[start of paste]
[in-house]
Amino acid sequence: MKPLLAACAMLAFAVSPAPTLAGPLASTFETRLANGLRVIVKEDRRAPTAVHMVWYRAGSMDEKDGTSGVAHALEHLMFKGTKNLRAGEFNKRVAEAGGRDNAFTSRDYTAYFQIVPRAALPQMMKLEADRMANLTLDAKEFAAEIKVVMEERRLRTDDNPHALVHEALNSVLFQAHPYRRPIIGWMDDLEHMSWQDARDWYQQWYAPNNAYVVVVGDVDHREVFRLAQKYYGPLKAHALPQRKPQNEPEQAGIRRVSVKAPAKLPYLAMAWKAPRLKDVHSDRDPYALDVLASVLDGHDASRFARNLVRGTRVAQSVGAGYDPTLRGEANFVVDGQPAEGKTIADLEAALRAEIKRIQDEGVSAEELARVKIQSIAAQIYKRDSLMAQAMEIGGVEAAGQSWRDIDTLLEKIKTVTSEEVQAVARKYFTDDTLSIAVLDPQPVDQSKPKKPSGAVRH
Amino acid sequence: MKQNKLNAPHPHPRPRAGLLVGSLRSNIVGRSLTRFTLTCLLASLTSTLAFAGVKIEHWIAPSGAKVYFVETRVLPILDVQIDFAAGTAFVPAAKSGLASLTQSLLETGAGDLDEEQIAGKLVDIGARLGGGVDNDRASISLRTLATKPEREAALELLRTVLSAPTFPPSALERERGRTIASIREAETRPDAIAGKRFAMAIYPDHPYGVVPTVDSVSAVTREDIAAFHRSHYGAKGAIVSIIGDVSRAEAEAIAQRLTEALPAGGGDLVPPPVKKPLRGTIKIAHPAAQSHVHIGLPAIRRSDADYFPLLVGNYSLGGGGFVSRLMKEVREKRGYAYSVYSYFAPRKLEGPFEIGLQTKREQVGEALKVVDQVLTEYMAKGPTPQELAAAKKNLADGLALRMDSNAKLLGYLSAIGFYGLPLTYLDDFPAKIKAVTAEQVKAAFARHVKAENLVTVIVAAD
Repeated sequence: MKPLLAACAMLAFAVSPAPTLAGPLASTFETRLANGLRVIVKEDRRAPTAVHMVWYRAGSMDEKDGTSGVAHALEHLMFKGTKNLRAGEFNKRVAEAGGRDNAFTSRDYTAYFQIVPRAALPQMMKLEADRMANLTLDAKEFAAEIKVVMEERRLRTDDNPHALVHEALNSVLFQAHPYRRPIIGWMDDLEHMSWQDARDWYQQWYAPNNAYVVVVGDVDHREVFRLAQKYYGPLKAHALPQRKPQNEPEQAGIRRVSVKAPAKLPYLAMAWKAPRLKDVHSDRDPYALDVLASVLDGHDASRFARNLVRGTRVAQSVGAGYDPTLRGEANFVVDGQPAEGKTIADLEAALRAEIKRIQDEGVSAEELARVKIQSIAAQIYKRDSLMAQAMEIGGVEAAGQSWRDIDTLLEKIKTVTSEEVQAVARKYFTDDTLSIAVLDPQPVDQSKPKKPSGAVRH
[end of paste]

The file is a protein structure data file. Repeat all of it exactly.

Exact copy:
[in-house]
Amino acid sequence: MKPLLAACAMLAFAVSPAPTLAGPLASTFETRLANGLRVIVKEDRRAPTAVHMVWYRAGSMDEKDGTSGVAHALEHLMFKGTKNLRAGEFNKRVAEAGGRDNAFTSRDYTAYFQIVPRAALPQMMKLEADRMANLTLDAKEFAAEIKVVMEERRLRTDDNPHALVHEALNSVLFQAHPYRRPIIGWMDDLEHMSWQDARDWYQQWYAPNNAYVVVVGDVDHREVFRLAQKYYGPLKAHALPQRKPQNEPEQAGIRRVSVKAPAKLPYLAMAWKAPRLKDVHSDRDPYALDVLASVLDGHDASRFARNLVRGTRVAQSVGAGYDPTLRGEANFVVDGQPAEGKTIADLEAALRAEIKRIQDEGVSAEELARVKIQSIAAQIYKRDSLMAQAMEIGGVEAAGQSWRDIDTLLEKIKTVTSEEVQAVARKYFTDDTLSIAVLDPQPVDQSKPKKPSGAVRH
Amino acid sequence: MKQNKLNAPHPHPRPRAGLLVGSLRSNIVGRSLTRFTLTCLLASLTSTLAFAGVKIEHWIAPSGAKVYFVETRVLPILDVQIDFAAGTAFVPAAKSGLASLTQSLLETGAGDLDEEQIAGKLVDIGARLGGGVDNDRASISLRTLATKPEREAALELLRTVLSAPTFPPSALERERGRTIASIREAETRPDAIAGKRFAMAIYPDHPYGVVPTVDSVSAVTREDIAAFHRSHYGAKGAIVSIIGDVSRAEAEAIAQRLTEALPAGGGDLVPPPVKKPLRGTIKIAHPAAQSHVHIGLPAIRRSDADYFPLLVGNYSLGGGGFVSRLMKEVREKRGYAYSVYSYFAPRKLEGPFEIGLQTKREQVGEALKVVDQVLTEYMAKGPTPQELAAAKKNLADGLALRMDSNAKLLGYLSAIGFYGLPLTYLDDFPAKIKAVTAEQVKAAFARHVKAENLVTVIVAAD
Repeated sequence: MKPLLAACAMLAFAVSPAPTLAGPLASTFETRLANGLRVIVKEDRRAPTAVHMVWYRAGSMDEKDGTSGVAHALEHLMFKGTKNLRAGEFNKRVAEAGGRDNAFTSRDYTAYFQIVPRAALPQMMKLEADRMANLTLDAKEFAAEIKVVMEERRLRTDDNPHALVHEALNSVLFQAHPYRRPIIGWMDDLEHMSWQDARDWYQQWYAPNNAYVVVVGDVDHREVFRLAQKYYGPLKAHALPQRKPQNEPEQAGIRRVSVKAPAKLPYLAMAWKAPRLKDVHSDRDPYALDVLASVLDGHDASRFARNLVRGTRVAQSVGAGYDPTLRGEANFVVDGQPAEGKTIADLEAALRAEIKRIQDEGVSAEELARVKIQSIAAQIYKRDSLMAQAMEIGGVEAAGQSWRDIDTLLEKIKTVTSEEVQAVARKYFTDDTLSIAVLDPQPVDQSKPKKPSGAVRH